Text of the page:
St. Louis Community College rolls back tuition increases in response to bipartisan efforts to restore higher education funding

  

JEFFERSON CITY, Mo. – Bipartisan efforts by the Missouri Legislature to restore higher education cuts to the state budget and the expected approval of the FY 2019 state budget by Gov. Mike Parson could mean money being put back in the pockets of students at St. Louis Community College.

In a press release issued Thursday, the college announced that it would be reducing tuition by five percent in the coming academic year, saving an estimated $1.7 million based on projected credit-hour enrollment.

HB 2003, the budget bill dealing with higher education, includes an emphasis on workforce development and $2 million for SkillUP, a program for SNAP recipients in Missouri that provides opportunities for education, job search training, work-based learning and vocational training.

“On behalf of the students of St. Louis Community College, I want to personally thank the state legislature and Gov. Parson for valuing the importance of higher education,” said Jeff L. Pittman, chancellor.

“Based on their actions to restore the initial cuts, the STLCC Board of Trustees authorized a potential reduction in tuition, effective immediately for 2018-2019, depending upon on the outcome of the state budget.

“Ultimately, our students are the beneficiaries of bipartisan leadership by the legislature and Gov. Parson,” Pittman said.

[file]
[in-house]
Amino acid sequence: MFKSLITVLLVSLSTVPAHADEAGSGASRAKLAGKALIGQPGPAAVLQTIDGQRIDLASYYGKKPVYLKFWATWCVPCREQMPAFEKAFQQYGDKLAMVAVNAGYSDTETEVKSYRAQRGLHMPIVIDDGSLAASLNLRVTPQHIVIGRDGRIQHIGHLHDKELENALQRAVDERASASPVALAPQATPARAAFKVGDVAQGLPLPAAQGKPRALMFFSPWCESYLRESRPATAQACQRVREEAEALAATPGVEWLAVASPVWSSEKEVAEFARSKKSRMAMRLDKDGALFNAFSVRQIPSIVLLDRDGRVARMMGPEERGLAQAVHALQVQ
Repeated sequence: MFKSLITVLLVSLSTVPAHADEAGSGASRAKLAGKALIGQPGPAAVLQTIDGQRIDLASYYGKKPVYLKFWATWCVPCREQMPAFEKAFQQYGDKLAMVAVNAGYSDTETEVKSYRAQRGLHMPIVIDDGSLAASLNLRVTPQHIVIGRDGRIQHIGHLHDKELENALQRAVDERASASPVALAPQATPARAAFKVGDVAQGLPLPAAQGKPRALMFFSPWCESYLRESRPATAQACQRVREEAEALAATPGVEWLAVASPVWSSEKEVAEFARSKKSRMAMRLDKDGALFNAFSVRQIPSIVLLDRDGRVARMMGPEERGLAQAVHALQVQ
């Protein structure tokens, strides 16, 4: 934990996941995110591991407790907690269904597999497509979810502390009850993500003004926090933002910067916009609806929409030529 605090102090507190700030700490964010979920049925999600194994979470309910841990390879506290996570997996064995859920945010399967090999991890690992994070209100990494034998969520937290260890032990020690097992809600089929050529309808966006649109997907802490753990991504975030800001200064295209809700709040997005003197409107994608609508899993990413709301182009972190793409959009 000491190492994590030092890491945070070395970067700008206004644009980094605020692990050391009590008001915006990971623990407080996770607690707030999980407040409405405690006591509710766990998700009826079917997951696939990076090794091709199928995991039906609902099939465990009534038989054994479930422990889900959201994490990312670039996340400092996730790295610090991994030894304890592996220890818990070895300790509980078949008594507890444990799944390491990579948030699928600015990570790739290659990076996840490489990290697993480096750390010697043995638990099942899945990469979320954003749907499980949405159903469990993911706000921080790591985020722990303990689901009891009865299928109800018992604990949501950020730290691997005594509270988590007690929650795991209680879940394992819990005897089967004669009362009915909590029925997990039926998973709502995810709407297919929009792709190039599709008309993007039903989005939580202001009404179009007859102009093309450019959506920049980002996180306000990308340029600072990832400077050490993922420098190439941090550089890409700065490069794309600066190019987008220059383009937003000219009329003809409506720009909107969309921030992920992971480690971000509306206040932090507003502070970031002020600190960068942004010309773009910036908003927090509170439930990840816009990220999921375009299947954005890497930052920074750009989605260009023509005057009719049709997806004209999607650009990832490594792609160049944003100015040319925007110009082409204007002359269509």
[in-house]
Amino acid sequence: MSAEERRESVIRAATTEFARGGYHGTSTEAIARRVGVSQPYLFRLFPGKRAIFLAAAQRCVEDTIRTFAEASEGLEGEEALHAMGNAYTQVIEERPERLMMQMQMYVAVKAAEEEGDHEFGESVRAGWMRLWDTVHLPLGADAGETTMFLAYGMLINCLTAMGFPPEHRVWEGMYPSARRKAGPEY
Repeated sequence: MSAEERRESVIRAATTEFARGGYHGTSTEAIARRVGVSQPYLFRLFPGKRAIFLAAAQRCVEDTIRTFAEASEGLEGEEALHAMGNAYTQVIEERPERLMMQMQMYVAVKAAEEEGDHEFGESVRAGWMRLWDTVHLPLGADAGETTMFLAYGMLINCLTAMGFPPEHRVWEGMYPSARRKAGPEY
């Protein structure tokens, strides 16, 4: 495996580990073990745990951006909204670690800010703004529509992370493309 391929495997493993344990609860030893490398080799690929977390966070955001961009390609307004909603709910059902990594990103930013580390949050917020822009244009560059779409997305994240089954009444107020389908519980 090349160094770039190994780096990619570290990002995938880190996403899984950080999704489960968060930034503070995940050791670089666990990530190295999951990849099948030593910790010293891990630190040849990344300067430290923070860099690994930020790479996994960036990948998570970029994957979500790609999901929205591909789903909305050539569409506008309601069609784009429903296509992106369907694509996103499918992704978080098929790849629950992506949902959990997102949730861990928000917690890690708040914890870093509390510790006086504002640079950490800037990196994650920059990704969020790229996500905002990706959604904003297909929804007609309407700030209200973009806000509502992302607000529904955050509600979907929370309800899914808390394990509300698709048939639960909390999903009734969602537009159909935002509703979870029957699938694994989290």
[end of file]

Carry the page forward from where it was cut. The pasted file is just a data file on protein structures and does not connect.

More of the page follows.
During the March 2018 meeting of the Board of Trustees, a five-percent increase was approved to maintenance fees in response to the recommended cuts made by then-Governor Eric Greitens, with the trustees authorized the chancellor to “reduce the fees to the fall 2017 amounts, if feasible…” due to the uncertainties of the state budget.

STLCC students who have already registered for fall 2018 were billed at that increased rate.

STLCC will reassess the fees at the lower rate to reflect the reduction, and a credit will be made to students’ accounts.

Any student who has paid in full will be refunded the amount of overpayment.

Benjamin Peters is a reporter for the Missouri Times and Missouri Times Magazine, and also produces the #MoLeg Podcast. He joined the Missouri Times in 2016 after working as a sports editor and TV news producer in mid-Missouri. Benjamin is a graduate of Missouri State University in Springfield. To contact Benjamin, email benjamin@themissouritimes.com or follow him on Twitter @BenjaminDPeters.